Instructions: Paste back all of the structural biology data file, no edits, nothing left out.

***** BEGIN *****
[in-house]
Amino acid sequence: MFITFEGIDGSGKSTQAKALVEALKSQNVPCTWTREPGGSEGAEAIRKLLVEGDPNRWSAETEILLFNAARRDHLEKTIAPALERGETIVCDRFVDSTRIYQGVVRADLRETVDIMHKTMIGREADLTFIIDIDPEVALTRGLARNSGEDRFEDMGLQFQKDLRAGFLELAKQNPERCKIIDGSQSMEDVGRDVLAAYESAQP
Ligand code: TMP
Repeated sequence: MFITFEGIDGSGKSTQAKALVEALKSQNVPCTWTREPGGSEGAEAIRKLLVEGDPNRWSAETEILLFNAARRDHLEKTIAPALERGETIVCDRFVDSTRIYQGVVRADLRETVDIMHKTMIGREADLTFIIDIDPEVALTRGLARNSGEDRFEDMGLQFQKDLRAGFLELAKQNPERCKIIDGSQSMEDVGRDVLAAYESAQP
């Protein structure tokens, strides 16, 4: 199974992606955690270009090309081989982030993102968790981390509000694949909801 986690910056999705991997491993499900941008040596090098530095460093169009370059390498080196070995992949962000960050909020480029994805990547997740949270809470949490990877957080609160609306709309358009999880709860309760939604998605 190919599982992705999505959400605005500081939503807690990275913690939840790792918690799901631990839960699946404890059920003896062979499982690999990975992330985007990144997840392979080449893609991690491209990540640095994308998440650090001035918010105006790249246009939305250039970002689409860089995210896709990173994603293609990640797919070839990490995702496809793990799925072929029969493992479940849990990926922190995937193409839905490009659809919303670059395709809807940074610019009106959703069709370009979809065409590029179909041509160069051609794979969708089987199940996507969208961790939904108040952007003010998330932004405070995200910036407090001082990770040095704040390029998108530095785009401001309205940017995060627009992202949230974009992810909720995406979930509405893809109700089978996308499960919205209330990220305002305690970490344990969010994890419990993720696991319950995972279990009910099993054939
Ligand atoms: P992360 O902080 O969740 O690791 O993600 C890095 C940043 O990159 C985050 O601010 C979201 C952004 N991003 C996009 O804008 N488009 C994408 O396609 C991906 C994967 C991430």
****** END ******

[in-house]
Amino acid sequence: MFITFEGIDGSGKSTQAKALVEALKSQNVPCTWTREPGGSEGAEAIRKLLVEGDPNRWSAETEILLFNAARRDHLEKTIAPALERGETIVCDRFVDSTRIYQGVVRADLRETVDIMHKTMIGREADLTFIIDIDPEVALTRGLARNSGEDRFEDMGLQFQKDLRAGFLELAKQNPERCKIIDGSQSMEDVGRDVLAAYESAQP
Ligand code: TMP
Repeated sequence: MFITFEGIDGSGKSTQAKALVEALKSQNVPCTWTREPGGSEGAEAIRKLLVEGDPNRWSAETEILLFNAARRDHLEKTIAPALERGETIVCDRFVDSTRIYQGVVRADLRETVDIMHKTMIGREADLTFIIDIDPEVALTRGLARNSGEDRFEDMGLQFQKDLRAGFLELAKQNPERCKIIDGSQSMEDVGRDVLAAYESAQP
């Protein structure tokens, strides 16, 4: 199974992606955690270009090309081989982030993102968790981390509000694949909801 986690910056999705991997491993499900941008040596090098530095460093169009370059390498080196070995992949962000960050909020480029994805990547997740949270809470949490990877957080609160609306709309358009999880709860309760939604998605 190919599982992705999505959400605005500081939503807690990275913690939840790792918690799901631990839960699946404890059920003896062979499982690999990975992330985007990144997840392979080449893609991690491209990540640095994308998440650090001035918010105006790249246009939305250039970002689409860089995210896709990173994603293609990640797919070839990490995702496809793990799925072929029969493992479940849990990926922190995937193409839905490009659809919303670059395709809807940074610019009106959703069709370009979809065409590029179909041509160069051609794979969708089987199940996507969208961790939904108040952007003010998330932004405070995200910036407090001082990770040095704040390029998108530095785009401001309205940017995060627009992202949230974009992810909720995406979930509405893809109700089978996308499960919205209330990220305002305690970490344990969010994890419990993720696991319950995972279990009910099993054939
Ligand atoms: P992360 O902080 O969740 O690791 O993600 C890095 C940043 O990159 C985050 O601010 C979201 C952004 N991003 C996009 O804008 N488009 C994408 O396609 C991906 C994967 C991430």